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Study: Sea anemones may be key to repairing damaged hair cells

Sea anemones may be the key to repairing damaged hair cells in the inner ear.

Researchers from the University of Louisiana at Lafayette have found that cells from sea anemones may be able to help repair damaged hair cells in the inner ears of mice, according to The Hearing Review

Why Sea Anemones?

Sea anemones have remarkable regenerative properties; so much so that after they have torn themselves in two during reproduction, they can rebuild the missing halves of their bodies. They also restore the sensitive hair cells on their tentacles and can do so in as little as eight minutes.

Hair cells in the inner ear

In the ear, the hair cells have tiny hair-like structures on the surface called stereocilia, which are fastened at the tips by protein strands. When hair cells are damaged, the tethers break, which causes the stereocilia to collapse.

Research project

Glen Watson, PhD, explains that when thinking how damaged cochlear hair cells might be restored, it occurred to him that, “If any animal could recover from damage to its hair bundles, anemones would be the ones.”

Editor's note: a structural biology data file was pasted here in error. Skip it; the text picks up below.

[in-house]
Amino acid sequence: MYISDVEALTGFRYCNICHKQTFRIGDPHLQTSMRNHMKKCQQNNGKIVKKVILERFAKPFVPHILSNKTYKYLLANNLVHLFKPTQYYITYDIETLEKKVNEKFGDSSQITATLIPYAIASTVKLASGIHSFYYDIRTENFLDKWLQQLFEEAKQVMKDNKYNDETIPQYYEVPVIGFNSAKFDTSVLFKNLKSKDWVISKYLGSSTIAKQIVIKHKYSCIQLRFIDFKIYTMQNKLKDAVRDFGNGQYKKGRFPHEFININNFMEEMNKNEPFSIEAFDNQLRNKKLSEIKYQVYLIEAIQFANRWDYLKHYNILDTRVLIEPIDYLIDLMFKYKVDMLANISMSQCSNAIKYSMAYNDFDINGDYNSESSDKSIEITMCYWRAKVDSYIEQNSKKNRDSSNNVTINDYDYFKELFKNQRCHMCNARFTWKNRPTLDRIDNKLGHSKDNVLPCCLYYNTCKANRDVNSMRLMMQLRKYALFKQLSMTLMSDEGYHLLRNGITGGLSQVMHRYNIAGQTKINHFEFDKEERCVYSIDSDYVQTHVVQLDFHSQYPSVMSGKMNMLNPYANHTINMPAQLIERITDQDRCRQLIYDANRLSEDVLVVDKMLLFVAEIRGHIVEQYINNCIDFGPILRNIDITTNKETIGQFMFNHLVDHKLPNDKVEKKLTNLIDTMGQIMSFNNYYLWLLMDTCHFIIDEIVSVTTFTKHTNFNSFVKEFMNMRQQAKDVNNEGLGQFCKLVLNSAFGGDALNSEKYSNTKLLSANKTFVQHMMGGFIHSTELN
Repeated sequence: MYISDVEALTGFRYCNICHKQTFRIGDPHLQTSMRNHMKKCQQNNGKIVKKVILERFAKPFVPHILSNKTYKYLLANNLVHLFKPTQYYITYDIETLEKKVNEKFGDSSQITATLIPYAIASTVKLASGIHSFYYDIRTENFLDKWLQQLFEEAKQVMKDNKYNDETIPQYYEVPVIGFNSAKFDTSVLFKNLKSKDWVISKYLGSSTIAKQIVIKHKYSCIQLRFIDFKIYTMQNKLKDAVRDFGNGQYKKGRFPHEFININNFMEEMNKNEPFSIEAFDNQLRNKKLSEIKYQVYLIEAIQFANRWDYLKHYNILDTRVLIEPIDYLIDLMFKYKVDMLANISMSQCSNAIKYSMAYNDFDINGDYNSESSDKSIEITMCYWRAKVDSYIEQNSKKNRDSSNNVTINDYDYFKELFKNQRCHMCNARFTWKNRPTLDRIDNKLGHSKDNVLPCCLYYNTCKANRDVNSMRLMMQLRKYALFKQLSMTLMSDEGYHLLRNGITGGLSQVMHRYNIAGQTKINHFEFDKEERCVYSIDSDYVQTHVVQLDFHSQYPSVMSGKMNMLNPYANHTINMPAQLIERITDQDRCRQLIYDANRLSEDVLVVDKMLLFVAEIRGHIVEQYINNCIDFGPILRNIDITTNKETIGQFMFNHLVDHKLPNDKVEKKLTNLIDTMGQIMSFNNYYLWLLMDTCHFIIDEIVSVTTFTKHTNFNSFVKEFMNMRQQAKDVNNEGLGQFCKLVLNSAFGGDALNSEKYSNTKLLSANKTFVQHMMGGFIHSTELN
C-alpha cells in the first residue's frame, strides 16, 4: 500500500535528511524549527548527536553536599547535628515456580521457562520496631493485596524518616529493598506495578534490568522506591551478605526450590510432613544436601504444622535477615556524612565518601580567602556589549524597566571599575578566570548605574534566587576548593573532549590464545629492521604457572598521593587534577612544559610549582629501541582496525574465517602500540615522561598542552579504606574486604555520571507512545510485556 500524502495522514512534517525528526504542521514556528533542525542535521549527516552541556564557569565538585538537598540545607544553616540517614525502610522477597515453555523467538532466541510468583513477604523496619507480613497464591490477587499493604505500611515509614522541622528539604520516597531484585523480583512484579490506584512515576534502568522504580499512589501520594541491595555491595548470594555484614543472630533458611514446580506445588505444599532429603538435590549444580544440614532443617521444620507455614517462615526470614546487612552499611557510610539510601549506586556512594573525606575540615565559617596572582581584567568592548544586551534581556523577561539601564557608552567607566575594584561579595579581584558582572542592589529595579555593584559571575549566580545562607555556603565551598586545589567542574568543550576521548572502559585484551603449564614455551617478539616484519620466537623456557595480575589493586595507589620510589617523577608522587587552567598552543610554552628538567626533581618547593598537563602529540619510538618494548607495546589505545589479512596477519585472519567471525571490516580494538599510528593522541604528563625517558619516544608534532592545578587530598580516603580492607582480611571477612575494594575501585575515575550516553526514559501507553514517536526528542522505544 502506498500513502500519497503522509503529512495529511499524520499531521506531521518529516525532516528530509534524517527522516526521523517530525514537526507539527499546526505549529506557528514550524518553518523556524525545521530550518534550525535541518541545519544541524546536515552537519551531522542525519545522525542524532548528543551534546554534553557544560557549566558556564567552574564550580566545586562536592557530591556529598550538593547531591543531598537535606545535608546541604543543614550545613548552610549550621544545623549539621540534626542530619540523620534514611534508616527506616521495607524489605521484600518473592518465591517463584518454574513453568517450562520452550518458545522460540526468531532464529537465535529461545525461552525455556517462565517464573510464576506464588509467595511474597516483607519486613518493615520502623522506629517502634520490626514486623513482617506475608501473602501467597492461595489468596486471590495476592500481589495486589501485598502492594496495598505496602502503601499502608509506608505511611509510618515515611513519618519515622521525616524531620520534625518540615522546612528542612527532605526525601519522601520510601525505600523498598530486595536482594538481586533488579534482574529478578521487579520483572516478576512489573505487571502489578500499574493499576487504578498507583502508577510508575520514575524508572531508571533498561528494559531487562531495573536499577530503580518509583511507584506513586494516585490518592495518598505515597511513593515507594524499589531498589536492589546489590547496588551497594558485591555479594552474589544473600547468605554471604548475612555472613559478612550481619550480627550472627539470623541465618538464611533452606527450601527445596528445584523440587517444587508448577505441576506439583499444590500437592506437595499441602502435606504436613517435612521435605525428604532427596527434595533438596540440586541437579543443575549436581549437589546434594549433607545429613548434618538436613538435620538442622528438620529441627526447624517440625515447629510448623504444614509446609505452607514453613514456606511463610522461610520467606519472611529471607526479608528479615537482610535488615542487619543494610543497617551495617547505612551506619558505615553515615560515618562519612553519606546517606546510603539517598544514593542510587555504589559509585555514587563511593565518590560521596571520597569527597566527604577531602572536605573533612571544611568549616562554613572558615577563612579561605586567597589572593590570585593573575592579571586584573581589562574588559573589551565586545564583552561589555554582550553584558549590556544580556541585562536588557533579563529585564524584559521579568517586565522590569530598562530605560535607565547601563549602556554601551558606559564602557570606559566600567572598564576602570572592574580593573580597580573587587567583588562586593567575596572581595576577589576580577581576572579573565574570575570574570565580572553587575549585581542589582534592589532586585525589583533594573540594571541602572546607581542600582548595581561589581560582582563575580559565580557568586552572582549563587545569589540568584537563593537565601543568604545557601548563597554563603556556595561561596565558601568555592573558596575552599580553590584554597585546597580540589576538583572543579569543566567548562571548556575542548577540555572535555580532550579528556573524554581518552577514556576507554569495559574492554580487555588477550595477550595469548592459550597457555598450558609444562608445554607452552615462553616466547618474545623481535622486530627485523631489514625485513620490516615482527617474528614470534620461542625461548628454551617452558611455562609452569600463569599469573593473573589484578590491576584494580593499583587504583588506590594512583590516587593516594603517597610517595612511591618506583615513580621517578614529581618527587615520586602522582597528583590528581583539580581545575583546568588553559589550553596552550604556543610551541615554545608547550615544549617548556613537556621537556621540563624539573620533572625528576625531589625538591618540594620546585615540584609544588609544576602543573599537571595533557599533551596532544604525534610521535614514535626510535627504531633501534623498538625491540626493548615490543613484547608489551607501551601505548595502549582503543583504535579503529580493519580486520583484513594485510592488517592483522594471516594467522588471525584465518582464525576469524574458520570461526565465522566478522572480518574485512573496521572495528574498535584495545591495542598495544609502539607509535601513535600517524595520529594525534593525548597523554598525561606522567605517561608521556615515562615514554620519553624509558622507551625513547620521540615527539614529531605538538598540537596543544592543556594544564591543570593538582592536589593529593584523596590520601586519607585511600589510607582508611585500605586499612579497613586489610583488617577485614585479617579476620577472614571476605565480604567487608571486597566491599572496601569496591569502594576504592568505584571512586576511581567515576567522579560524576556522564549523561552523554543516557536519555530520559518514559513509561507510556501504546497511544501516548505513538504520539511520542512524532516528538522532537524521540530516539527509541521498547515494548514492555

In the experiment, hair cells from the inner ear of mice were placed in a calcium-poor environment to create damage to the cells. A protein mix, (extracted from Starlet Sea Anemones) was then added to the damaged mouse hair cells for an hour.

After an hour, the hair cells had recovered significantly but, even more excitingly, the researchers then searched the mouse genome for examples of the crucial repair proteins. They discovered evidence that mice produce proteins which are closely related to those of the sea anemone. 

Does this discovery mean that in future, scientists may be able to mobilize the same repair mechanisms in mammals with damaged hearing? Maybe. The researchers say they hope that their discovery will lead to a treatment for human patients with acute hearing loss.

Only time will tell.

The research article on how sea anemone proteins can repair damaged mouse cochlear hair cells appeared in the August 2016 edition of the Journal of Experimental Biology.

Angie Aspinall
Angie Aspinall
Phonak hEARo, Angie is a freelance journalist, copywriter, website designer and social media consultant. (www.aspinallink.co.uk) She lives in Scotland with her husband Richard, and their Westie, Tilly. Angie was diagnosed with Otosclerosis in her right ear at the age of 30. In 2011, she suffered sudden profound hearing loss in her left ear. She now uses a Phonak CROS II with a Phonak Audéo V hearing aid. You can follow Angie's international discussion group #HearingLossHour on Twitter @hearinglosshour.